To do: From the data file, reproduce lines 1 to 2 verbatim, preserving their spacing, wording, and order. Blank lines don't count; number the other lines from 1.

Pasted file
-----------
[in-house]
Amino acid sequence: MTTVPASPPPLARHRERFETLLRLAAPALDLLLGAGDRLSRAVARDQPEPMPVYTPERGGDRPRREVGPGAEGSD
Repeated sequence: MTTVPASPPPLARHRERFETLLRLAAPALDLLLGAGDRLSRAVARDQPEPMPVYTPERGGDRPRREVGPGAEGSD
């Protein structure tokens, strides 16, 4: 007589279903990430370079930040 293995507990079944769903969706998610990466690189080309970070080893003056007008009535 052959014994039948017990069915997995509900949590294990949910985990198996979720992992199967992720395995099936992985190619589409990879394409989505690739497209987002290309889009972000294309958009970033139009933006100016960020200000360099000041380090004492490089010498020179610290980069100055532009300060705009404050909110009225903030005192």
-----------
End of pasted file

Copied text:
[in-house]
Amino acid sequence: MTTVPASPPPLARHRERFETLLRLAAPALDLLLGAGDRLSRAVARDQPEPMPVYTPERGGDRPRREVGPGAEGSD